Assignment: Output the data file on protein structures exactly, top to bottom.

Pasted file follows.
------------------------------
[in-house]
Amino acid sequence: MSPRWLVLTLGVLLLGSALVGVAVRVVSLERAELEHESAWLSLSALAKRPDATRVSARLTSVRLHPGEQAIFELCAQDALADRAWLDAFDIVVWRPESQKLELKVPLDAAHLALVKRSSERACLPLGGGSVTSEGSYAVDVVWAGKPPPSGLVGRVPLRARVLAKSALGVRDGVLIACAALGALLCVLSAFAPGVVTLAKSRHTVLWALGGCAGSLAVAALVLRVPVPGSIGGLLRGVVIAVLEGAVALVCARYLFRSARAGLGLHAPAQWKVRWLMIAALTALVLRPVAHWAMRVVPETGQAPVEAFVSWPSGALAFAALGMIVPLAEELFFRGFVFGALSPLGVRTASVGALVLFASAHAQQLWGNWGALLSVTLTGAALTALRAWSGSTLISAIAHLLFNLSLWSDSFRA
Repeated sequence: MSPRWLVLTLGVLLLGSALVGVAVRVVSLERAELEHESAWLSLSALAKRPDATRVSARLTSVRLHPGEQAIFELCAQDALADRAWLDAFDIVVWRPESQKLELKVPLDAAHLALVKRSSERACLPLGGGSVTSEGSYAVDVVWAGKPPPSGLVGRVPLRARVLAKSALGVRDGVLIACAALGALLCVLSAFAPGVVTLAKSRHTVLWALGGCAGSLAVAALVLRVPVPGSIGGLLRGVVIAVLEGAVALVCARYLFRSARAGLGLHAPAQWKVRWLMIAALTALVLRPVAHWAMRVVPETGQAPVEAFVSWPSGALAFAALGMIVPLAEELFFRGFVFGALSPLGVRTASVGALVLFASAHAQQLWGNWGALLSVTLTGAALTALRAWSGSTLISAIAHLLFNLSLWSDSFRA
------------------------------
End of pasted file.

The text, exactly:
[in-house]
Amino acid sequence: MSPRWLVLTLGVLLLGSALVGVAVRVVSLERAELEHESAWLSLSALAKRPDATRVSARLTSVRLHPGEQAIFELCAQDALADRAWLDAFDIVVWRPESQKLELKVPLDAAHLALVKRSSERACLPLGGGSVTSEGSYAVDVVWAGKPPPSGLVGRVPLRARVLAKSALGVRDGVLIACAALGALLCVLSAFAPGVVTLAKSRHTVLWALGGCAGSLAVAALVLRVPVPGSIGGLLRGVVIAVLEGAVALVCARYLFRSARAGLGLHAPAQWKVRWLMIAALTALVLRPVAHWAMRVVPETGQAPVEAFVSWPSGALAFAALGMIVPLAEELFFRGFVFGALSPLGVRTASVGALVLFASAHAQQLWGNWGALLSVTLTGAALTALRAWSGSTLISAIAHLLFNLSLWSDSFRA
Repeated sequence: MSPRWLVLTLGVLLLGSALVGVAVRVVSLERAELEHESAWLSLSALAKRPDATRVSARLTSVRLHPGEQAIFELCAQDALADRAWLDAFDIVVWRPESQKLELKVPLDAAHLALVKRSSERACLPLGGGSVTSEGSYAVDVVWAGKPPPSGLVGRVPLRARVLAKSALGVRDGVLIACAALGALLCVLSAFAPGVVTLAKSRHTVLWALGGCAGSLAVAALVLRVPVPGSIGGLLRGVVIAVLEGAVALVCARYLFRSARAGLGLHAPAQWKVRWLMIAALTALVLRPVAHWAMRVVPETGQAPVEAFVSWPSGALAFAALGMIVPLAEELFFRGFVFGALSPLGVRTASVGALVLFASAHAQQLWGNWGALLSVTLTGAALTALRAWSGSTLISAIAHLLFNLSLWSDSFRA